Ankle Fracture

Condition

Condition

Ankle Fracture

Ankle fractures, prevalent among all age groups and activity levels, result from twists, falls, or trauma. From minor cracks to severe breaks, symptoms include pain, swelling, and weight-bearing difficulties. Understanding the causes and severity is crucial for prompt medical intervention and effective treatment.

Ankle Fracture

How Does An Ankle Fracture Occur?

Ankle fractures can abruptly disrupt daily routines, stemming from various everyday occurrences. Primarily, direct impacts to the ankle trigger these fractures, often due to:

Types of Ankle Fractures

Ankle fractures come in a variety of types, each with its own cause and severity. Here’s a breakdown of the most common types:

Lateral Malleolus Fracture

Lateral Malleolar fracture is the most common ankle fracture, often caused by rolling your ankle or landing awkwardly. It affects the fibula, the thinner bone on the outer side of your ankle. Athletes and those who participate in high-impact activities are particularly susceptible to this type of fracture.

Bimalleolar Ankle Fracture

Bimalleolar fracture involves both the fibula and the tibia, the larger shinbone on the inner side of your ankle. It's usually the result of a more forceful impact, like a fall or car accident. Bimalleolar fractures can be serious due to potential ligament damage.

Trimalleolar Ankle Fracture

Trimalleolar fracture is considered the most severe ankle fracture. This injury involves not just the fibula and tibia but also the back part of the tibia. It's a high-energy injury caused by major impacts like falls from great heights or car accidents.

Pilon Fracture

Pilon fracture involves a break in the tibia itself, either in one spot or in multiple pieces. Similar to trimalleolar fractures, it's caused by high-energy impacts.

Maisonneuve Fracture

Maisonneuve fracture can be tricky to diagnose because X-rays of the ankle might appear normal. The break actually occurs higher up the fibula, near the knee, due to the stress from a twisted ankle. The pain might be felt around the ankle, making it seem like a simple sprain.
Ankle Fracture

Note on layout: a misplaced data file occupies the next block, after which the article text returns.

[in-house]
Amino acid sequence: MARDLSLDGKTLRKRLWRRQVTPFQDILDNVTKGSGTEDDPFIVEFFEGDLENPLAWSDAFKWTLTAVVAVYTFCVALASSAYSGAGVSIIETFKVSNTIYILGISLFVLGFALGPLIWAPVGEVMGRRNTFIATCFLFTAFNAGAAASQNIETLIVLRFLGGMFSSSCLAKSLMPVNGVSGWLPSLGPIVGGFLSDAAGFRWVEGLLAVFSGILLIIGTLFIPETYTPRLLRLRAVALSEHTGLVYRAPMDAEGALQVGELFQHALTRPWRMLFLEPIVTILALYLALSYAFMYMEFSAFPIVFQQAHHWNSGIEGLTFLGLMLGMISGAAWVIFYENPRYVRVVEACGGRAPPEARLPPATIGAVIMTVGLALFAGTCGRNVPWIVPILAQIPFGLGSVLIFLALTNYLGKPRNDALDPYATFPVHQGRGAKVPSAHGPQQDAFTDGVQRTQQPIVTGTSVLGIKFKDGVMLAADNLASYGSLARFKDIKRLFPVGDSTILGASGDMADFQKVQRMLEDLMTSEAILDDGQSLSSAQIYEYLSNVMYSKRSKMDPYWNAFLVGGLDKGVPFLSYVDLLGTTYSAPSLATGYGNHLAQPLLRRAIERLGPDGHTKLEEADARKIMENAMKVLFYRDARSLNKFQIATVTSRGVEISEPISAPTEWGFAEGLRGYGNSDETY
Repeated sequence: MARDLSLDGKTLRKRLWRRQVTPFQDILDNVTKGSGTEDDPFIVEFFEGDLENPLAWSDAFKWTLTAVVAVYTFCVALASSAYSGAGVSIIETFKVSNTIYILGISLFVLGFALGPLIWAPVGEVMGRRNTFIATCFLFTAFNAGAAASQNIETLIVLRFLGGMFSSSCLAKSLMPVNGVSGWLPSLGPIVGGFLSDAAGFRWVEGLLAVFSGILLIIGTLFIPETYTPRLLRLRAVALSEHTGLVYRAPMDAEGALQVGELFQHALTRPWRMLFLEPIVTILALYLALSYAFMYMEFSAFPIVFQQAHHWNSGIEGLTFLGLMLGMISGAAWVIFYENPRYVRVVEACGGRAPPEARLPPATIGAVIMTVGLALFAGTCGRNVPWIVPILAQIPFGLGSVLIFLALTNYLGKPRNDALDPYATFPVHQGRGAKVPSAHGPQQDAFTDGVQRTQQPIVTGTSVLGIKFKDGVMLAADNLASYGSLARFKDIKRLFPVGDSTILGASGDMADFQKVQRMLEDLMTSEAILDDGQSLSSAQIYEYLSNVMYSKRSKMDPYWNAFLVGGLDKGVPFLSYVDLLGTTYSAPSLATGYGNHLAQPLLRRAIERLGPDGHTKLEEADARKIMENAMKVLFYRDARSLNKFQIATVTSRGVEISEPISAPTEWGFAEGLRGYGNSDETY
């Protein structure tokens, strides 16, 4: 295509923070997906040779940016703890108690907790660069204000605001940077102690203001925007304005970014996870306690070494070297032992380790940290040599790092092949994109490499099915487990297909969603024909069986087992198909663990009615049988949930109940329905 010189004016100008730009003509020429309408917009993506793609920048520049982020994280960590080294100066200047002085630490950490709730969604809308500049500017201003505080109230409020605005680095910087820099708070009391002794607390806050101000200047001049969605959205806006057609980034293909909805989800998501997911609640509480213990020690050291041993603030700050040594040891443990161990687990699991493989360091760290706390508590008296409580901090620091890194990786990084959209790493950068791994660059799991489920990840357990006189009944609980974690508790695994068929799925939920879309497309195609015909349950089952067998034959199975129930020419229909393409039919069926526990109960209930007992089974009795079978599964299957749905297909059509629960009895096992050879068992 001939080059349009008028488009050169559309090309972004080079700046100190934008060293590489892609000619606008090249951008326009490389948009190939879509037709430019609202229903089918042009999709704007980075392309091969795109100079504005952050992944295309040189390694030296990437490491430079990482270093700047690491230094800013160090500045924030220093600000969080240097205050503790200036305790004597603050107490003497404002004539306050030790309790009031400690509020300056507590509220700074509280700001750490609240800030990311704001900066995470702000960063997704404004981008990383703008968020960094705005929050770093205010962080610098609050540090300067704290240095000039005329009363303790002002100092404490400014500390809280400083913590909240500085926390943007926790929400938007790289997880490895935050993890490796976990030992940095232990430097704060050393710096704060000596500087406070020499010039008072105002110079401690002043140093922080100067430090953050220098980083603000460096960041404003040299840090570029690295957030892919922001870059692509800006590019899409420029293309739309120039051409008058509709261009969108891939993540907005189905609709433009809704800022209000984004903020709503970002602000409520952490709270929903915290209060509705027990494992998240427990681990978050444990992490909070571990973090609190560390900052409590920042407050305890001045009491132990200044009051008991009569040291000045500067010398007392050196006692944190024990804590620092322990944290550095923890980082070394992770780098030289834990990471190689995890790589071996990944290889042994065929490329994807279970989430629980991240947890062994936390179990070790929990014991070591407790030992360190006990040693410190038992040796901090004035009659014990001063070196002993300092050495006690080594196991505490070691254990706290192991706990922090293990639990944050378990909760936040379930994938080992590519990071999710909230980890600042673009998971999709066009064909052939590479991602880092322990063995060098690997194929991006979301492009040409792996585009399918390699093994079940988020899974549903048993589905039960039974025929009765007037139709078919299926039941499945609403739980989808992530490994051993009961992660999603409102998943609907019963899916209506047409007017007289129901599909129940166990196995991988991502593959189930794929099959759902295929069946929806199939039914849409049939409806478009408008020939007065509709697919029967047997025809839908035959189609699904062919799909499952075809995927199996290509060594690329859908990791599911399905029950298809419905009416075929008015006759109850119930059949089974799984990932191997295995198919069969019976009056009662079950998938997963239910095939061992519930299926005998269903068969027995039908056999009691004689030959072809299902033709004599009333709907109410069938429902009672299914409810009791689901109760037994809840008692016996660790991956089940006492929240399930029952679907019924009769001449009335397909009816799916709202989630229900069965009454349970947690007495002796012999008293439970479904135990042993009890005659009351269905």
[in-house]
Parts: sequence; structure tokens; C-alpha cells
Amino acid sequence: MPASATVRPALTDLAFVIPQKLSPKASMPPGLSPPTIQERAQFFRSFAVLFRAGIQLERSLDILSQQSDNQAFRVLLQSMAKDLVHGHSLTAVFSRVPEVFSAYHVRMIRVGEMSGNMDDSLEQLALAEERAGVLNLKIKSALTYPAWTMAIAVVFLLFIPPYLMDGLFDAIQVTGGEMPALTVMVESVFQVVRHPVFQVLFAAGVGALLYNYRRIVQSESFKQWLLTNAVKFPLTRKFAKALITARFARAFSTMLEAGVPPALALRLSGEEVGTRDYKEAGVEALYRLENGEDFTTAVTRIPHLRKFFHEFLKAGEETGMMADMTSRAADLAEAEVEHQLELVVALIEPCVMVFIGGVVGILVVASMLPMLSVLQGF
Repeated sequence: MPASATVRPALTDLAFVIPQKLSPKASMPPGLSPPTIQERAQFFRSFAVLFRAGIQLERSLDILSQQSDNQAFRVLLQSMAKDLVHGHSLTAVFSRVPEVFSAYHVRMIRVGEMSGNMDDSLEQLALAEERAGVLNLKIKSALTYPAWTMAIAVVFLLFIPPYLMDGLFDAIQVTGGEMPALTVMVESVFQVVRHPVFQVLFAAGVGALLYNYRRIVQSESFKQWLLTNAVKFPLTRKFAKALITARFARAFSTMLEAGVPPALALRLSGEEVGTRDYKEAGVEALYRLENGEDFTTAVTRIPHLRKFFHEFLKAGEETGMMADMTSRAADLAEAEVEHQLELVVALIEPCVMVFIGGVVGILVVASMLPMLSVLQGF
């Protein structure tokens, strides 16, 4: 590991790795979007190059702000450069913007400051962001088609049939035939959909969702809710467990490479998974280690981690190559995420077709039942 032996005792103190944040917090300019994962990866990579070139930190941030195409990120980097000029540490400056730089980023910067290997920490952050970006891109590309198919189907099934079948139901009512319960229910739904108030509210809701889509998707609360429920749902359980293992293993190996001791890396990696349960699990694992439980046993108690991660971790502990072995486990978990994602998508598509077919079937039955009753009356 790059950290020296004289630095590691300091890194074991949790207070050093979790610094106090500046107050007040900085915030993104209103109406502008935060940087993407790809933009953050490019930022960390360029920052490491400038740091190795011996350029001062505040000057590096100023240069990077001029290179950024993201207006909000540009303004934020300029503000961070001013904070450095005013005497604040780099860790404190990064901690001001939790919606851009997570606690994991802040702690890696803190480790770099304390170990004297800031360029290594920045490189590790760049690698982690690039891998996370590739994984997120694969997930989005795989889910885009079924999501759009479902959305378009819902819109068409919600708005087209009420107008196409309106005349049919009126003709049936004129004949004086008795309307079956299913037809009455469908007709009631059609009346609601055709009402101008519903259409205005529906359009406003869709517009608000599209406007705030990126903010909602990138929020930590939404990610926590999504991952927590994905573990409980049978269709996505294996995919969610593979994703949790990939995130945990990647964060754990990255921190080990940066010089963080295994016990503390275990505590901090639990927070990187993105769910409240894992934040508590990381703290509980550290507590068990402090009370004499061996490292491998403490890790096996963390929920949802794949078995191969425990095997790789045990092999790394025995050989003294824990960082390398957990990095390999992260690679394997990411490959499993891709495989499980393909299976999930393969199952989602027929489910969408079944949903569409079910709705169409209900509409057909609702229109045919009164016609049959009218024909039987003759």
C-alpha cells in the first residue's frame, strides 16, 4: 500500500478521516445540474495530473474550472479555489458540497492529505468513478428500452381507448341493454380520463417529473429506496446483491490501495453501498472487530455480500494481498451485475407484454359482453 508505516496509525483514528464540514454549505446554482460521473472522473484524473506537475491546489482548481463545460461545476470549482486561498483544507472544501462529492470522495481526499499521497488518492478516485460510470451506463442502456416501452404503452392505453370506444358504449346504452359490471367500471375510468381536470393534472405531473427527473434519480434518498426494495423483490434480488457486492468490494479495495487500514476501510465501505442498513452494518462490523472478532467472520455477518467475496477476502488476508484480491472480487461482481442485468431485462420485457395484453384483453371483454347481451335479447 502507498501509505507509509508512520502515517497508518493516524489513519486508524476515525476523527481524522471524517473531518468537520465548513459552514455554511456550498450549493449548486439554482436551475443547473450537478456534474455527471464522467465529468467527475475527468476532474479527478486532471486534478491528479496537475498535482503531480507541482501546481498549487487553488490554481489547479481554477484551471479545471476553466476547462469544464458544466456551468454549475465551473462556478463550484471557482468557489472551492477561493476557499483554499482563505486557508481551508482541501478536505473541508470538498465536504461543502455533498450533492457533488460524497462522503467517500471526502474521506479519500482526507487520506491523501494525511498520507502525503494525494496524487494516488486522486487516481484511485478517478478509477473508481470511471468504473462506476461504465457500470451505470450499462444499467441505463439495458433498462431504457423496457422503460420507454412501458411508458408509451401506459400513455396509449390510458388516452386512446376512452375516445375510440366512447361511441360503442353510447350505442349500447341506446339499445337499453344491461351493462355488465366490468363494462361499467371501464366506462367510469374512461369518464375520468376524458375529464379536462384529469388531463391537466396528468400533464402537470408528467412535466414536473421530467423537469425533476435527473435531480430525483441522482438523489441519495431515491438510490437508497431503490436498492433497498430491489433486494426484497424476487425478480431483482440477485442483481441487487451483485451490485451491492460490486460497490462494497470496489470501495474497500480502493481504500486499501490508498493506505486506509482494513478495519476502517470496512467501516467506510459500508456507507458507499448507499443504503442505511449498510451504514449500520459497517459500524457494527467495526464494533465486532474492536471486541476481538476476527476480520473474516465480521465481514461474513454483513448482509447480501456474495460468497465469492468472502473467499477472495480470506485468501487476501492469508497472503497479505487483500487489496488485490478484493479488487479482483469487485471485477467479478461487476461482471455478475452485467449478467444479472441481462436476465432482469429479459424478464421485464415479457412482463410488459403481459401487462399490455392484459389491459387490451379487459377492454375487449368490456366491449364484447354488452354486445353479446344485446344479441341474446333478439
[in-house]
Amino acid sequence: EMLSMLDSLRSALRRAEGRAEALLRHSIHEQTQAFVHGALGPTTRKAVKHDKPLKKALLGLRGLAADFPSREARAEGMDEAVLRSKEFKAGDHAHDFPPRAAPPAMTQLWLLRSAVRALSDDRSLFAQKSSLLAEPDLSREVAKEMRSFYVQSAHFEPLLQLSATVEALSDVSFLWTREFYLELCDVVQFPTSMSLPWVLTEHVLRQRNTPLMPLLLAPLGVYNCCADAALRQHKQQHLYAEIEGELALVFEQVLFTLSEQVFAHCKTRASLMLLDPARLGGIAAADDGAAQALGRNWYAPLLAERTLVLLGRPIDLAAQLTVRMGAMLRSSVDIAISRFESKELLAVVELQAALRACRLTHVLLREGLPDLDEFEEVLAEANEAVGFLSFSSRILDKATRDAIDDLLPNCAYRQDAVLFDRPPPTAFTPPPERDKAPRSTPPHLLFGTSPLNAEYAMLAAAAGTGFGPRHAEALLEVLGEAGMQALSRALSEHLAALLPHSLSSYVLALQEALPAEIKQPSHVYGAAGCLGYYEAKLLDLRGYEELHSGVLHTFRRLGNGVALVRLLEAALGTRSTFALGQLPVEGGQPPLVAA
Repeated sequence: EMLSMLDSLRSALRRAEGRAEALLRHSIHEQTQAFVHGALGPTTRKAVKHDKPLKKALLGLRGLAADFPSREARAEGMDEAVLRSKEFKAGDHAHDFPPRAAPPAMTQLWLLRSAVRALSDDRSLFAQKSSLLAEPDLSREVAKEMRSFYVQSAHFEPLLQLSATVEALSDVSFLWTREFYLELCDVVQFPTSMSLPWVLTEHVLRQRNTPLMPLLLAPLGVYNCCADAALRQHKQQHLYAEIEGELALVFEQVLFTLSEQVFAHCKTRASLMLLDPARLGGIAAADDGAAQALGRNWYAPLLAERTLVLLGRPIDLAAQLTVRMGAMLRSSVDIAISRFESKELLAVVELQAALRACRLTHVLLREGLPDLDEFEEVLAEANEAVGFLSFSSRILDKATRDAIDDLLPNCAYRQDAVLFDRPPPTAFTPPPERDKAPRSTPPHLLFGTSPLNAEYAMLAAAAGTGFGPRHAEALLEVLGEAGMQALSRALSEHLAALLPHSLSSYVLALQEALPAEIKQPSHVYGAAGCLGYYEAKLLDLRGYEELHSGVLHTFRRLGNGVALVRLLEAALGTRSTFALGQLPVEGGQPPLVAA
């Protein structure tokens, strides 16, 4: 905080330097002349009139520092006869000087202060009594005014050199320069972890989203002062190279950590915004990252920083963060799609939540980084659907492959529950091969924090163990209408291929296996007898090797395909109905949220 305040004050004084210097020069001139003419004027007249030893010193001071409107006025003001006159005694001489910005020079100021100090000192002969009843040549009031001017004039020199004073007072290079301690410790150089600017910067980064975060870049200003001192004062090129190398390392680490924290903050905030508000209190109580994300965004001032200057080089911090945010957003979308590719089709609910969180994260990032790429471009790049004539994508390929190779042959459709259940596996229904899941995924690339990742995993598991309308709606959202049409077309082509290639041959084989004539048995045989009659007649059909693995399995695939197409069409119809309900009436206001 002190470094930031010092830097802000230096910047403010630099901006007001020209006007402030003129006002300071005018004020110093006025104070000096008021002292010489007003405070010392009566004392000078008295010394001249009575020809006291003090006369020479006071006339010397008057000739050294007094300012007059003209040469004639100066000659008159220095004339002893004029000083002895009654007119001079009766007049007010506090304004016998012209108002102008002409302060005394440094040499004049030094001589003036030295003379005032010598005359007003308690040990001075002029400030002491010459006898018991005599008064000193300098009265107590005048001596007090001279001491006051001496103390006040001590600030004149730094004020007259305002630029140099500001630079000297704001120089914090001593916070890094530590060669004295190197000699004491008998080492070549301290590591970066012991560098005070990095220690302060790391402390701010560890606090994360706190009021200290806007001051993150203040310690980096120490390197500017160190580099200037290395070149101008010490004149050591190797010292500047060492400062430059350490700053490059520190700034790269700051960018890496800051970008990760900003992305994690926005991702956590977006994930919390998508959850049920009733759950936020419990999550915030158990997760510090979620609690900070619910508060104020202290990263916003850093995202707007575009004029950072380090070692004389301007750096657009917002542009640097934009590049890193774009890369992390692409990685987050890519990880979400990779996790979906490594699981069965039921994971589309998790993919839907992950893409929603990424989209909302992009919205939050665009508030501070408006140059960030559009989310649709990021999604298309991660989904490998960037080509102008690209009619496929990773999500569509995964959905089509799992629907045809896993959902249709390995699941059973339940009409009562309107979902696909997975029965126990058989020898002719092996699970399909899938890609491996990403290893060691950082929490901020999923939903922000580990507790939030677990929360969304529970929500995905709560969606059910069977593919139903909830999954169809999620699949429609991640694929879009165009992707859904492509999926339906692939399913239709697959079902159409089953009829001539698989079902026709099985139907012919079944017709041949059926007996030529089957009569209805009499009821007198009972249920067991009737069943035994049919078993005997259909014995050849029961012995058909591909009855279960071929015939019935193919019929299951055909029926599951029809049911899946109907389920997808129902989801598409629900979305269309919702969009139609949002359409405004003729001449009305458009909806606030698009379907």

Symptoms Of An Ankle Fracture

Ankle pain can be confusing. It’s difficult to differentiate between a sprain and a fracture. Here are some symptoms that might indicate you have an ankle fracture:

Having these symptoms does not guarantee that you broke your ankle. It might just be a bad sprain. However, if you experience any of these symptoms, especially after a fall or twist, it’s crucial to see a doctor for a proper diagnosis and treatment plan. Early intervention can make a big difference in your path to recovery.

Ankle Fracture

How Is An Ankle Fracture Diagnosed?

While the immediate pain might suggest a broken ankle, a comprehensive evaluation by a healthcare professional is crucial for accurate diagnosis. Here’s a breakdown of the diagnostic process:

Physical Examination

The initial assessment involves a thorough physical examination. The physician will palpate the ankle to identify areas of localised tenderness. The precise location of the pain can offer valuable insight into the potential cause of the injury.

X-ray

A small amount of radioactive material is injected intravenously, and a scan detects areas with increased metabolic activity, potentially indicating a fracture.

Stress Test

This test helps differentiate between a sprain and a fracture. Specific movements are applied to the ankle joint, and the patient's response to any additional pain is closely monitored. A positive stress test, where specific movements exacerbate pain, can indicate ligament instability or a potential fracture.

CT Scan

A CT scan captures multiple images from different angles and combines them to create detailed cross-sectional views of the ankle joint. It can reveal intricate details of the broken bone and surrounding soft tissues, aiding in treatment planning decisions.

MRI Scan

MRI scan utilises powerful magnets and radio waves to generate highly detailed pictures of the ligaments within the ankle joint. It can be invaluable for identifying fractures that might be missed on X-rays, especially those involving ligament injuries.

Ankle Fracture

What Should I Do If I Fracture My Ankle?

If you had a high-impact injury on your ankle and feel you have fractured it, it’s important you take immediate action. The first thing every medical professional would want you to do is follow the RICE protocol:

Ankle Fracture

Treatments For An Ankle Fracture

Ankle fractures do not always require surgery. Your doctor will decide whether surgery is necessary based on the specific characteristics of your fracture. Factors like the number of bones broken, the degree of displacement, and the involvement of ligaments are all considered.

Non-surgical

This approach is preferred for less severe fractures, particularly stable fractures where the bones haven't shifted significantly. Here's what you might expect:

Immobilisation: A cast or walking boot will be applied to immobilise the ankle joint, allowing the bones to heal properly. The duration of immobilisation depends on the fracture severity.

Physical Therapy: Exercises to maintain range of motion in the uninjured joints and promote strength around the ankle joint might be initiated early on to facilitate a smoother recovery later.

Surgical

Ankle fracture surgery can help restore mobility, stability, and overall function to the affected ankle. By precisely realigning fractured bones and stabilising the ankle joint, surgery aims to promote proper healing and reduce the risk of long-term complications. Additionally, surgical intervention can alleviate pain, facilitate earlier weight-bearing, and expedite rehabilitation, thereby enabling patients to regain functionality and return to their daily activities with improved quality of life.

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